Meditative documentary about an eccentric journey
27 June 2018
This documentary follows an English veteran piano tuner called Desmond Gentle, who embarks on a mission to deliver a 100-year old piano to a small village high up in the Himalayas, transported using only people and yaks. In doing so, this will make this piano the highest in the world.

This is the kind of story that celebrated German film-maker Werner Herzog could easily have documented, after all, he pulled a steamboat over a hill in the middle of the Amazon rainforest. The only difference is that Piano to Zanskar doesn't have a demented maniac like Klaus Kinski raving about like a madman on the periphery making a difficult objective borderline impossible. The people in this wilderness trek are all low-key, humble individuals so there are no heavy melodramas to be found here. The journey is not without drama, however, as the footage of the somewhat quite obviously dangerous descent down a mountainside with large piano makes abundantly clear. But, ultimately, this documentary becomes less about the trek itself than the overall objective. The people of Lingshed are fascinating in themselves. They are mostly cut-off from the rest of the world, so their way of life is much more different to our own. They value, far more, the simple pleasures in life in which we sometimes forget. So, when this 100-year old piano is reconstructed and played for the first time in this place in the middle of the mountains, its has a beautiful impact. There are other unusual moments to savour too, such as when Gentle's young female assistant leads a bunch of children through a dance routine where they all singalong to 'Movin' on Up' by Primal Scream. It is a beautiful, strange moment and, needless to say, I don't think it is one Bobby Gillespie and the boys could have envisioned their ecstasy-fuelled anthem ever being used for.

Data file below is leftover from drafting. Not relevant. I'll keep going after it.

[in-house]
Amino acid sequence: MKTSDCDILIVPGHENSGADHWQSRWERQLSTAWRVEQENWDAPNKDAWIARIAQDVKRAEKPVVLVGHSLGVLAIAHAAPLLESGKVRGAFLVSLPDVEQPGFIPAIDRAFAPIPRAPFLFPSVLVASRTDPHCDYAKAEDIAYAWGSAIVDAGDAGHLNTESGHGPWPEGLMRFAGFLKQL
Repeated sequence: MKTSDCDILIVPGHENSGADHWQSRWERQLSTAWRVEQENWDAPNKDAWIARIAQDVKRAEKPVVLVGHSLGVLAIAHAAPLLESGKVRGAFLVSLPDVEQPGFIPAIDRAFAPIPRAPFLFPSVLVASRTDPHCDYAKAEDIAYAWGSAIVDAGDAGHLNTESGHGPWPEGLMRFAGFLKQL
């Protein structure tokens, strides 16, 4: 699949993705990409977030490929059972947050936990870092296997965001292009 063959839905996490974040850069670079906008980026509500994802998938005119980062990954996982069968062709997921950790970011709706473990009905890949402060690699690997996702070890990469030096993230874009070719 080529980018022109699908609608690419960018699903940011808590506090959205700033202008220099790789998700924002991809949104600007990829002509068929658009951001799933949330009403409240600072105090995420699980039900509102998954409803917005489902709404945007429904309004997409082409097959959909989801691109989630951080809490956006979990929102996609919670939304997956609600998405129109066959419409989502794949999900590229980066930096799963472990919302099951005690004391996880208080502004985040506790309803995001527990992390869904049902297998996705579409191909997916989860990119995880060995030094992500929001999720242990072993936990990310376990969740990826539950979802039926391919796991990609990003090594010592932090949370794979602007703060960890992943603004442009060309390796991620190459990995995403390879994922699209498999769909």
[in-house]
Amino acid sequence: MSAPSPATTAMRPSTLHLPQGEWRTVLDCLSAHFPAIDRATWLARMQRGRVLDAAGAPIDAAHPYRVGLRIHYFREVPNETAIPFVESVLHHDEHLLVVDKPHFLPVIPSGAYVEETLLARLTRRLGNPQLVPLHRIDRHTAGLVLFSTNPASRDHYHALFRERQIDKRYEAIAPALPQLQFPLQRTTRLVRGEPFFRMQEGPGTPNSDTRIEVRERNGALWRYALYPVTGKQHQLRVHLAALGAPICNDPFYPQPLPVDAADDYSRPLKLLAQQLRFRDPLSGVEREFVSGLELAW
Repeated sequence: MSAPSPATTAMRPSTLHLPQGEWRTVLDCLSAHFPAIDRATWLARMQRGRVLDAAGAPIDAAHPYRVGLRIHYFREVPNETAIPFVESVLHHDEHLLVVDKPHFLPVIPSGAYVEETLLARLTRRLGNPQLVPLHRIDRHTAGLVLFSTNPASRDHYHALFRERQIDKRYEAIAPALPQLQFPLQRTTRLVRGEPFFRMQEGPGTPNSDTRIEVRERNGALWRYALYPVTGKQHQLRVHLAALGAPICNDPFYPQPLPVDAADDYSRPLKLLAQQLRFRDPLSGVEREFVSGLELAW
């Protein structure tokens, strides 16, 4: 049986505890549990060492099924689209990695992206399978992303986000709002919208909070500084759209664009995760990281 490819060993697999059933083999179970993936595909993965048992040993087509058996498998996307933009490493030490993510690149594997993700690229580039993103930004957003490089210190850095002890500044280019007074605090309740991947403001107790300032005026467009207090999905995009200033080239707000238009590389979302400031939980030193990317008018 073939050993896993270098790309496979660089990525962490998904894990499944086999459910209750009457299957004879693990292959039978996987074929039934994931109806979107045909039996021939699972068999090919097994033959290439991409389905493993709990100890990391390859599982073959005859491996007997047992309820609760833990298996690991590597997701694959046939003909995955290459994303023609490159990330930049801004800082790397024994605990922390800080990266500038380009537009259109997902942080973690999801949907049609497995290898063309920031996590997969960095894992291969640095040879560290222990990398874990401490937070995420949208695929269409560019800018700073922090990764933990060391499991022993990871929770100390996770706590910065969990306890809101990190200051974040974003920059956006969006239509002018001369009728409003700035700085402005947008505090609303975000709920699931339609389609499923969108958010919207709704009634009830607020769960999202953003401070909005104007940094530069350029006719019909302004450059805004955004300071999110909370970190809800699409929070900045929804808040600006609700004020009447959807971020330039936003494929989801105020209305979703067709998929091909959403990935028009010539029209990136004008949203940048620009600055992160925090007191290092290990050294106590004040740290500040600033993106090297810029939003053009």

This is a highly meditative documentary, which also boasts some beautiful photography of a dramatic natural environment. It is low-key and somewhat spiritual in effect and is well worth checking out.
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